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Bolstering Human Rights in Mexico

  • In the spring of 2019, staff members in the Carter Center’s Latin America and Caribbean Program traveled to Mérida, capital of Mexico’s Yucatán state, to present a report about Mexico’s human rights system. (Photos: The Carter Center/S. Umstaddt)

  • The report, created with local consultant group Elementa Human Rights, maps the federal government entities responsible for implementing human rights policies. It highlights duplications and gaps that need to be addressed to better protect victims of human rights violations. The report also is a tool that human rights defenders like Silvano Cantú, executive director of the Innovation Laboratory for Peace, can use to help guide them through the process of engaging with government institutions to support victims.

  • Mexico’s war on drugs, which began in 2006, touched off what many call a human rights crisis. More than 200,000 people have been killed and another 40,000 have disappeared, according to the report, which focuses on gross human rights violations, particularly forced disappearances, extrajudicial executions, and torture. Both the cartels and the government are guilty of human rights violations. (Photo: iStock.com/vichinterlang)

  • The situation in Yucatán is different. It is Mexico’s safest state, largely free of the drug-related violence that plagues other states. But that doesn’t mean it doesn’t have its own human rights issues.

  • The Carter Center and Elementa chose Yucatán as one of two states in which to replicate its federal mapping study at the state level (the other is violence-stricken Baja California). The goal is to empower victims and defenders to work within their local systems to redress their rights. The team spent time listening and learning during a series of meetings that included two focus groups with human rights defenders. Some common themes emerged.

  • Many in the focus group called discrimination against indigenous people one of the biggest problems in Yucatan. The state’s large Mayan population has long lived on protected lands. But increasingly, those lands are being taken from them, or destroyed by nearby construction projects or commercial farms. Sara Aribas Pinero works for Muuch Cambal, an organization whose name means “Let’s Work Together” in Maya. The group helps Mayan communities wage legal battles to preserve their lands and ways of life.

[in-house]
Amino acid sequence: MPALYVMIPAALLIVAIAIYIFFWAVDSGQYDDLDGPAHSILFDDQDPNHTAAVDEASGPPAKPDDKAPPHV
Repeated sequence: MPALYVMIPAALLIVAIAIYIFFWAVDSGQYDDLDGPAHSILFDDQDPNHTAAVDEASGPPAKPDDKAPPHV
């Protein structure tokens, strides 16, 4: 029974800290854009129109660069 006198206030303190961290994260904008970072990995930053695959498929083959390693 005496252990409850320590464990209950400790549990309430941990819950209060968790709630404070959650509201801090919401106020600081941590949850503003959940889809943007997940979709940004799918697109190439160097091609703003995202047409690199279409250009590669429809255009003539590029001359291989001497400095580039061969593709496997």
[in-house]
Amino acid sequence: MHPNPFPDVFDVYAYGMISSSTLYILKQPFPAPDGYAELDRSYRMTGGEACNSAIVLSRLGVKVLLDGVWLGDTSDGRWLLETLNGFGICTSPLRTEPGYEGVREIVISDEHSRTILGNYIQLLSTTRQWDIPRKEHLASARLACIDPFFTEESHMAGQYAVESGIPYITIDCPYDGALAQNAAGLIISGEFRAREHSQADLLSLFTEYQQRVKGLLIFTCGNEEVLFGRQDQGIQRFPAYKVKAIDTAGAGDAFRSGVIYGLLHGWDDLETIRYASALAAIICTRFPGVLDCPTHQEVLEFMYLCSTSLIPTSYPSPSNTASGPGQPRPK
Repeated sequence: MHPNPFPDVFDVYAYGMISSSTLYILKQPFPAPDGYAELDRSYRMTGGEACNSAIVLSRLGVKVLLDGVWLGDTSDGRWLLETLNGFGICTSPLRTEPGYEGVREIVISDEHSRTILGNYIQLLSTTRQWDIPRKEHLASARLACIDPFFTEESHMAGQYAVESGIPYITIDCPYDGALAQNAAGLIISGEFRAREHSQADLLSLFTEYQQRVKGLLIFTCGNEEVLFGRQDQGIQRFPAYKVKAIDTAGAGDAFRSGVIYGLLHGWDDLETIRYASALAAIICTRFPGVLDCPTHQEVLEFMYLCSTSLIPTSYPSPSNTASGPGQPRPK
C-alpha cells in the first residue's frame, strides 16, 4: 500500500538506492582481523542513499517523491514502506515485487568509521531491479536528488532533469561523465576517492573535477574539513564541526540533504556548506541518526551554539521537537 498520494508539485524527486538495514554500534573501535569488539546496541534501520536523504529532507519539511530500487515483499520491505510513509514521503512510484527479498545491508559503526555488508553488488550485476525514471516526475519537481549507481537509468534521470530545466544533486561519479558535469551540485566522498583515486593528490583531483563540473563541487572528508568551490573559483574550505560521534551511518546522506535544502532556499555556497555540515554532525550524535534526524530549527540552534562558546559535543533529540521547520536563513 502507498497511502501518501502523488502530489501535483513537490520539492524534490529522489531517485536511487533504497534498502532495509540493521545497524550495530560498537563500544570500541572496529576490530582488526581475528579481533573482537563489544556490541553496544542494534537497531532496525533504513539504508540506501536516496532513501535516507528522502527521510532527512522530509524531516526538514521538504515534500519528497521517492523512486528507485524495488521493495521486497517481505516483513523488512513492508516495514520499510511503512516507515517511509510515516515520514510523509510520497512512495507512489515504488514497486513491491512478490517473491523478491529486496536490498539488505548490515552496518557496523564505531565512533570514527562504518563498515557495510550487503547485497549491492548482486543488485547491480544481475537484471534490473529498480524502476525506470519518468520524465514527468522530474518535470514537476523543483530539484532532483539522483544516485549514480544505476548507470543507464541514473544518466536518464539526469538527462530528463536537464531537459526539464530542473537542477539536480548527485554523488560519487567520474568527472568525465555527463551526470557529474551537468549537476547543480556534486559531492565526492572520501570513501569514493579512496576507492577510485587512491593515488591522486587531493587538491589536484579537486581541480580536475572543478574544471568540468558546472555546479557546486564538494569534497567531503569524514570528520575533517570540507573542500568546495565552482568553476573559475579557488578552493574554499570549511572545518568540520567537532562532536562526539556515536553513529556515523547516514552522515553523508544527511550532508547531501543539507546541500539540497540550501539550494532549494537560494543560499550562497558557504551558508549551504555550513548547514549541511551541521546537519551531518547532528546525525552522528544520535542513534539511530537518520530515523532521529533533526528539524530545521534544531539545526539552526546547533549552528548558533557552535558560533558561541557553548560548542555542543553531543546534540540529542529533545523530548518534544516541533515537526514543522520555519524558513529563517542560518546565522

• Yucatán has one of the highest rates of violence against women in the country. The Center for Justice for Women in Mérida, a state-operated entity that provides shelter, health care, and other services to female victims of crimes, handles about 650 cases each month.

  • Gay, lesbian, and transgender people in Yucatán regularly face discrimination and abuse. Abigail Trillo founded Yucatrans, a nonprofit that works to empower and protect trans citizens. She told the focus group about discrimination in education, in healthcare, and in the workplace. This can lead to unemployment, forcing trans people into dangerous sex work. The police who should be protecting them are often part of the problem. Trillo spoke of four cases of trans people murdered in jail, their deaths made to look like suicides.

  • Discrimination against people with disabilities is another common concern. Josefina Larrain helped found Cedi Down in 2010 as a way of helping people with disabilities. The organization helps connect families with needed services and lobbies for better care and access. Mexican law doesn’t do a good job of protecting people with disabilities. As a result, insurance companies won’t insure them, as she learned when her son was born with Down syndrome. Schools don’t offer special education plans for them. Many buildings are not accessible, and public buses won’t even stop for people in wheelchairs.

  • The focus groups and upcoming state-level report are valuable, said Angeles Cruz, director of the Center of Human Rights Studies at the Autonomous University of Yucatan, where the groups met. “We are facing a lot of human rights issues in Yucatan peninsula. There are many relevant actors, relevant organizations, but we don’t have research about the context. We are very grateful, because with this study, we will be able to know this context and use it to benefit the community. We need to work as a team.”

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